Newly confirmed for 2013, Williams’ Pastor Maldonado has been one of the sensations of the 2012 Formula One season, combining a superb Spanish Grand Prix win with a fair few visits to the stewards’ room. But who is the real Maldonado? Turns out he’s a tiger-like would-be baseball star who is very fussy about his pillows - and who struggles to ride a bike. We found out more…
Q: What keeps you awake at night?
Pastor Maldonado: Bad pillows. I am very sensitive about the pillows - I like good ones. But I don’t travel with my own - I probably should. (laughs)
Q: What’s been your most valuable life lesson?
PM: There have been a lot. I’ve attended a military school and there I got valuable lessons on life and respect. Later when I was racing in go-karts I was very shy, but that’s been solved! (laughs)
Q: What do you admire?
PM: Seriousness and transparency, talent and approach. In sport I probably admire more the approach one person is taking rather than the talent.
Q: If you could give your younger self some advice what would it be?
PM: I would say choose another sport - baseball. It is by far the most popular sport in Venezuela. It is a much easier career path, as it is somewhat easier to go there to play in the Major League than making it into Formula One. Okay, I liked the speed more than the bat, but I was talented enough to make it in baseball. I played in all the teams when I was younger.
Q: If your racing career ended after this season what would you do with the rest of your life?
PM: Even if my F1 racing career were to end there is a lot to do in motorsport. I sure don’t have any musical talent that I could turn to. (laughs) But don’t let’s think about the end of the F1 career - I am just getting started. I’d like to hang around for a couple more years!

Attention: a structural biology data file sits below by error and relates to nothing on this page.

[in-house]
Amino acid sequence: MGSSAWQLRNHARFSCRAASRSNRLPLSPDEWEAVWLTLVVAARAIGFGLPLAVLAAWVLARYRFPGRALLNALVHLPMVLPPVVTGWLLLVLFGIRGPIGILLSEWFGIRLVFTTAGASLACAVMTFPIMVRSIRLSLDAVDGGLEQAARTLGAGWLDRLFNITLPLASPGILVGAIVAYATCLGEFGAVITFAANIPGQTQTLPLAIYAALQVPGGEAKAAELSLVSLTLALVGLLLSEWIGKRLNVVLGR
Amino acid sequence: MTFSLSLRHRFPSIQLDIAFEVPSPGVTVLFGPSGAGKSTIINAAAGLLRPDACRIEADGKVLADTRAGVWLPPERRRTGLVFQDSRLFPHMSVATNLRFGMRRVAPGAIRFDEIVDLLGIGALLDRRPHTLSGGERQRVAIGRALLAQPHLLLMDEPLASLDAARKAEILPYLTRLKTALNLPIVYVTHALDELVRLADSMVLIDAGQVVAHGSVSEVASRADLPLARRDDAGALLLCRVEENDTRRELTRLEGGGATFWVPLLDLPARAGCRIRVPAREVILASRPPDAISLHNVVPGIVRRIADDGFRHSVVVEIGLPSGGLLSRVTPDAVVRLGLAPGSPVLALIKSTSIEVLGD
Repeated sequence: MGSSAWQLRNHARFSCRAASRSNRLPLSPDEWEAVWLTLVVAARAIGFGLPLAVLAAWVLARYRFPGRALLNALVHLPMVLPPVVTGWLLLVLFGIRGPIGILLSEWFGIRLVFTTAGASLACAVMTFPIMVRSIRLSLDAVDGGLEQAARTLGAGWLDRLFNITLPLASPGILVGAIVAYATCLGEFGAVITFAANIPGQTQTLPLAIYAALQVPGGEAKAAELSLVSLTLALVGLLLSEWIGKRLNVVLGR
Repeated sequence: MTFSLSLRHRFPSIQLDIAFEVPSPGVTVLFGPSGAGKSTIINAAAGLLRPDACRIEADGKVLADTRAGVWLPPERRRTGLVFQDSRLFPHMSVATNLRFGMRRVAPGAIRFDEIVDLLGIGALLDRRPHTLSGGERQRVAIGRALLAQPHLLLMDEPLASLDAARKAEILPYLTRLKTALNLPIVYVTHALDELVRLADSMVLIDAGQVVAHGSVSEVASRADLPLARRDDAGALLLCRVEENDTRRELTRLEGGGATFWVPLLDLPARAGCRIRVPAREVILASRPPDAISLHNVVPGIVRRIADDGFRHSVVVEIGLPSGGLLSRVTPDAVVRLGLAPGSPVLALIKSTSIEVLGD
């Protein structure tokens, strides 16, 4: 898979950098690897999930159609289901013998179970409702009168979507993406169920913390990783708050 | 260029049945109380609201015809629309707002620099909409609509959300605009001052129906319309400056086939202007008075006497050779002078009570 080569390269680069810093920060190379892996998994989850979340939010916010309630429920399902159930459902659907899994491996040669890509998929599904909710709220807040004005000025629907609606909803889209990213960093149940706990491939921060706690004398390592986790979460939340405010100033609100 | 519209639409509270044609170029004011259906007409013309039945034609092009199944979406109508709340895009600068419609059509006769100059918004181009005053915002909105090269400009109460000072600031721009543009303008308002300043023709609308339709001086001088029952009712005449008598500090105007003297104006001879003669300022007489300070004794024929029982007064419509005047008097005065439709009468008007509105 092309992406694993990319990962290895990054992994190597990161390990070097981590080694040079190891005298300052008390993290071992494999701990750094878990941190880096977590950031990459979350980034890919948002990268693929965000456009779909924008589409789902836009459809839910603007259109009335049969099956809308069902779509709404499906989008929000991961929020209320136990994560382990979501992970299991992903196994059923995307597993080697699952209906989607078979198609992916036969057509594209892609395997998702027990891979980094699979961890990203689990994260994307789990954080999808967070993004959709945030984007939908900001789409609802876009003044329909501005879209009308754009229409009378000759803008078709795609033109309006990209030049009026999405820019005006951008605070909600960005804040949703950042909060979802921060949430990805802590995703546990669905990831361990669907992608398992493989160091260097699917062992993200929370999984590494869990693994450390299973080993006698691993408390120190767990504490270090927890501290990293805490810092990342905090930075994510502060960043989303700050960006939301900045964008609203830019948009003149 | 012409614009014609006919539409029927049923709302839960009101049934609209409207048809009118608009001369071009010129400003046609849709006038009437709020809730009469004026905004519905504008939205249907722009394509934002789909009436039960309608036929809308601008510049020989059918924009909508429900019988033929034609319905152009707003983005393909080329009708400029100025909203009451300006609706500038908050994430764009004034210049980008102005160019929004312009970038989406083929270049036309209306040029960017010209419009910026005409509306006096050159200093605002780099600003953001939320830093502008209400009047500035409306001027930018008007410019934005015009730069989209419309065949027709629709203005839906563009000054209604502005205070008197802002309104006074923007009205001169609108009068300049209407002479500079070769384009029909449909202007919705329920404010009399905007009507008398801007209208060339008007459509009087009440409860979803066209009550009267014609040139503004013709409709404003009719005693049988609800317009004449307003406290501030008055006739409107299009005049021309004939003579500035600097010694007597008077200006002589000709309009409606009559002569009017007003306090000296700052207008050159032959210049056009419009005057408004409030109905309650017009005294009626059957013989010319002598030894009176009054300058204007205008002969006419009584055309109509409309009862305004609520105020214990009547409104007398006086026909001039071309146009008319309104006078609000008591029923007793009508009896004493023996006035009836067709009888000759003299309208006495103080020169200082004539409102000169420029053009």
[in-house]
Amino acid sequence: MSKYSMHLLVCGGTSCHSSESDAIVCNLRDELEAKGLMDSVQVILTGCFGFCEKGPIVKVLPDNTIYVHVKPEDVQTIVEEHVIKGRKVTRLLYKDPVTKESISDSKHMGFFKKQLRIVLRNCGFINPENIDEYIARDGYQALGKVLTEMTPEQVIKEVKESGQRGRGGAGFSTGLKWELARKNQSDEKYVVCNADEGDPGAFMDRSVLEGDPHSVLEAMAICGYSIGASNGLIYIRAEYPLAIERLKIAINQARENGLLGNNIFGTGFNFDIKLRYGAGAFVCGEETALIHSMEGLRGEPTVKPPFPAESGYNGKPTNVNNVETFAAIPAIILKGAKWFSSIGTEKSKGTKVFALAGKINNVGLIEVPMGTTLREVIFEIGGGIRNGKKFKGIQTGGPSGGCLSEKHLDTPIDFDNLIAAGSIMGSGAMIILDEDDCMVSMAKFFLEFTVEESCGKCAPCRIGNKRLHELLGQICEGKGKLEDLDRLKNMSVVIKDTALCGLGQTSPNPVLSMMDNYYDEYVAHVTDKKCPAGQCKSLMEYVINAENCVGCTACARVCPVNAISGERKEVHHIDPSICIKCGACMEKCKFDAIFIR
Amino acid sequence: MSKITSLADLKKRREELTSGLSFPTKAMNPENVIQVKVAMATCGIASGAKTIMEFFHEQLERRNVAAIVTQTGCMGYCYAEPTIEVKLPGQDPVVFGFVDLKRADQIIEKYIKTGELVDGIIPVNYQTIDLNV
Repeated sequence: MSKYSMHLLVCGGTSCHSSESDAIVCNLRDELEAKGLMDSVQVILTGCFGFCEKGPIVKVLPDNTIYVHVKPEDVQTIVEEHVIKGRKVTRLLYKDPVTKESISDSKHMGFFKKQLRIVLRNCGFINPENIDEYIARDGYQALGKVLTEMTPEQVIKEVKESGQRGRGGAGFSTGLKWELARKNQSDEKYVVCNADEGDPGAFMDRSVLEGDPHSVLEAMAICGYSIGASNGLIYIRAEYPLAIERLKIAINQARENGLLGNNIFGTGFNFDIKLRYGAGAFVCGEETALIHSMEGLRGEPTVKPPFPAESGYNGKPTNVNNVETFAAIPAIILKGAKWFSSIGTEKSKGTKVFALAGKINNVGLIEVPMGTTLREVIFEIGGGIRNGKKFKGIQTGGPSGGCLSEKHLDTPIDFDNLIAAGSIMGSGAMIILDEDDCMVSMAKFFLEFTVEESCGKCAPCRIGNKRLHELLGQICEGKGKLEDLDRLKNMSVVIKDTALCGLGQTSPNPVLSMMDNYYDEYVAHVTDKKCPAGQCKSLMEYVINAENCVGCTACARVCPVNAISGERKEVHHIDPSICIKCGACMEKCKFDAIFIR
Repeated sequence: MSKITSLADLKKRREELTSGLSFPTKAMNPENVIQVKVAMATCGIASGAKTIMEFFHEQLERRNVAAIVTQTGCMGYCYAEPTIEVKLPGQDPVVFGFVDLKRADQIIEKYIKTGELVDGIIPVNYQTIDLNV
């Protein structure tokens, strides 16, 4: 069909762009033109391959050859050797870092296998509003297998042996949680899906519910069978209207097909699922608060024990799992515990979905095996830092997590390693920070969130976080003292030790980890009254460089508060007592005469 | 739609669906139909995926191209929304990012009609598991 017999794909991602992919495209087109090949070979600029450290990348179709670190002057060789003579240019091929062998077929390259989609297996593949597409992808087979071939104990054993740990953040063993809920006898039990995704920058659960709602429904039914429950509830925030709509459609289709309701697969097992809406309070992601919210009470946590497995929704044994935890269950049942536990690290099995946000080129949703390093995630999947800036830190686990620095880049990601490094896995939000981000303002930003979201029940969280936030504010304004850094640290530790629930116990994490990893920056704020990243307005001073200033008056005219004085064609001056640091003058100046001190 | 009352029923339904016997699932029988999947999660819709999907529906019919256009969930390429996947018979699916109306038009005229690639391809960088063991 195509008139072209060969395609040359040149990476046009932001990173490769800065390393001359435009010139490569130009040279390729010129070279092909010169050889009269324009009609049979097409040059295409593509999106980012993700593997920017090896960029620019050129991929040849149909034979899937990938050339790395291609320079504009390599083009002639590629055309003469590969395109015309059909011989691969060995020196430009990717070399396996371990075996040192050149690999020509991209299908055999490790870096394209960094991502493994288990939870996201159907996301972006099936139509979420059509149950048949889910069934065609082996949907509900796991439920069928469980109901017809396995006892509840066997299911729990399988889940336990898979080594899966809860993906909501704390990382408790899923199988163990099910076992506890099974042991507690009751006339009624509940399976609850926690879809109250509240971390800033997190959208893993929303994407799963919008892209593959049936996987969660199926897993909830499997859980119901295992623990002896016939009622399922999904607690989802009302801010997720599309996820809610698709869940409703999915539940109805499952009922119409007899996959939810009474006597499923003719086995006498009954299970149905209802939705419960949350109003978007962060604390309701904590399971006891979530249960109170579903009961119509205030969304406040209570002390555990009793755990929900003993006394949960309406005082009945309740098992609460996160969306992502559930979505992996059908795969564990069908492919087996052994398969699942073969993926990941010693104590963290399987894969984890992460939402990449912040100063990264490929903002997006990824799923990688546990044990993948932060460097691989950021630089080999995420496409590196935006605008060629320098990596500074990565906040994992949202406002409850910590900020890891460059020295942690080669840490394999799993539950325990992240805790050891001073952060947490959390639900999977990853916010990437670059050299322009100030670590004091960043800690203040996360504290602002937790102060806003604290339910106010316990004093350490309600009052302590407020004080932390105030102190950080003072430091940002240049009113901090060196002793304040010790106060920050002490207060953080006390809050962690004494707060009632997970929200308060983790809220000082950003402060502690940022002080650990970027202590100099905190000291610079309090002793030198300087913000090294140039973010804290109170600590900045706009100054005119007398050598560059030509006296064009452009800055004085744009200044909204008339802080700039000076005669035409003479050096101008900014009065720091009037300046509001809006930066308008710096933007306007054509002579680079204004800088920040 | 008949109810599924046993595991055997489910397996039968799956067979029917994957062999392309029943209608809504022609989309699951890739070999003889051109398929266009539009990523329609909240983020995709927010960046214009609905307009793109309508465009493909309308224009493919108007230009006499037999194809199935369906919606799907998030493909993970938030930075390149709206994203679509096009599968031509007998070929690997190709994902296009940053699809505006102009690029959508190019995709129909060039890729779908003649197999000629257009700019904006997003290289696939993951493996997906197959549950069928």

Q: What animal best reflects your personality?
PM: The tiger.
Q: What is more important than winning?
PM: My family.
Q: What would you spend your last dollar on?
PM: Food and something to drink.
Q: What is your biggest weakness?
PM: I have a lot. (laughs) My character? Sometimes I am too strong with myself. Many times I ask more from myself than is needed.
Q: What’s your ultimate comfort food?
PM: I like meat and fruits. I have a whole basket of fruits at home in my fridge - pretty much everything that grows on trees and bushes.
Q: What’s the first thing you do when you get home after a race?
PM: Sleep, rest, watch TV, and browse the Internet. Couch potato…
Q: What scares you?
Q: What’s your favourite smell?
Q: What’s the best advice you have been given?
PM: None - yet.
Q: Are you the man you always thought you would become?
PM: Yes, I feel really lucky. I have chosen a sport and I’ve got to the top rung of that sport. And now that I am here I crave more. As a sportsman you always want more. It is just like with money - you already have a lot but there is still the craving for more. I think the wanting more in sports is even stronger than the drive for more money - it is more addictive.
Q: What tastes like home?
PM: Latin American families are big and they stick together. Uncles, cousins, all coming to our house and cooking together.
Q: When were you happiest?
PM: When I’ve won a race - Barcelona. That has massively set free the ‘happy’ hormone.
Q: What event can’t you forget but would wish you could?
PM: In 2007 when I was training with a bike I fell and broke my collarbone. That was stupid and completely unnecessary. I am racing at 300km/h and then I fall off a bike… (laughs)
Q: If you had to stay in one place for the rest of your life, where would it be?
PM: Los Roques Islands in Venezuela - the most beautiful place I have ever seen. It is cut off from everything, so there it’s all about a simple life in sheer beauty.